California also must continue to fund our K-12 schools. Research shows that individuals with lower educational attainment levels are more likely to be arrested or incarcerated. Prevention programs have a much higher success rate than rehabilitation programs.
Investment in higher education is just as important. Individuals with a college degree are likely to earn more money. A higher wage-earner is going to pay more income tax and spend more money, boosting our state’s economy. Investing in education instead of incarceration not only benefits the individual, it benefits our entire state.
San Luis Obispo
New school system
In the recent State of the Union address, President Barack Obama lamented that more than 25 percent of the students in this country drop out prior to completing high school. He went on to suggest that all these young people should take a path toward a college education.
Obama, not everyone is geared to sit in a classroom setting. There is pride and satisfaction in creating with one’s own hands; however, in the brilliance of our public school leaders, industrial arts education and homemaking have been eliminated. If the young people had a class that they looked forward to and succeeded in each school day, would more of them remain in school?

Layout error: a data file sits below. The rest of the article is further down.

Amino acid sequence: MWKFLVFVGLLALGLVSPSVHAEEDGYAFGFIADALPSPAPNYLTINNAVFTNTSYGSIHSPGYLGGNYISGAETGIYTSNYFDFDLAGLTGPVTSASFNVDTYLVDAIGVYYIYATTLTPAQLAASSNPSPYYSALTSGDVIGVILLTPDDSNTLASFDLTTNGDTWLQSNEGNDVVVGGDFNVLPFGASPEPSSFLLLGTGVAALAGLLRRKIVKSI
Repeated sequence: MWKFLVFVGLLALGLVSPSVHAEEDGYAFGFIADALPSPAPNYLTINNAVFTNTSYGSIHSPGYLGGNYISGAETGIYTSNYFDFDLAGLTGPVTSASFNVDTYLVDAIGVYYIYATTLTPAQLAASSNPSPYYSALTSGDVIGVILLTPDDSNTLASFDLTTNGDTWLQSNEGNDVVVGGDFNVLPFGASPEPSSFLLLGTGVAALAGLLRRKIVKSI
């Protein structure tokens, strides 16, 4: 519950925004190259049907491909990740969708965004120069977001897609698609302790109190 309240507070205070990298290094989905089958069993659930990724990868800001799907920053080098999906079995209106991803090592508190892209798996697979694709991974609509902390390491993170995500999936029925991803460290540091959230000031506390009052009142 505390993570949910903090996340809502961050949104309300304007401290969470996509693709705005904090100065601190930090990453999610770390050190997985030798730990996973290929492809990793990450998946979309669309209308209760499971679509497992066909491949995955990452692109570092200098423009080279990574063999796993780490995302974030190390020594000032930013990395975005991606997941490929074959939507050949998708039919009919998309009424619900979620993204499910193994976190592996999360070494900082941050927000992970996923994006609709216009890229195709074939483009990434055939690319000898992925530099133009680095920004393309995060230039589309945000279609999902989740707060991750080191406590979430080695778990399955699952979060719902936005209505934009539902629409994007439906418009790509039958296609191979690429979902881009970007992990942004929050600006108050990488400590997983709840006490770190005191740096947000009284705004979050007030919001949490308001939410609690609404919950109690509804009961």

The United States spends more money on education per pupil than any other country in the world. If spending money on education is the answer for being a world leader in technology, science, humanities and manufacturing, then why do we rank 25th and 31st in science and mathematics compared to other industrialized countries?
Years ago, when I was in teacher training, we were taught that “education is a function of the state.” It is time to abolish the Department of Education and place the burden of educating our young people back into the hands of the individual states.
People come first
We are grateful that, at a time when politicians often find it necessary to toe a strong party line, state Sen. Sam Blakeslee has not swayed to partisan pressure to sign a “no tax increases” pledge. Instead, he has committed himself to work for a fair budget.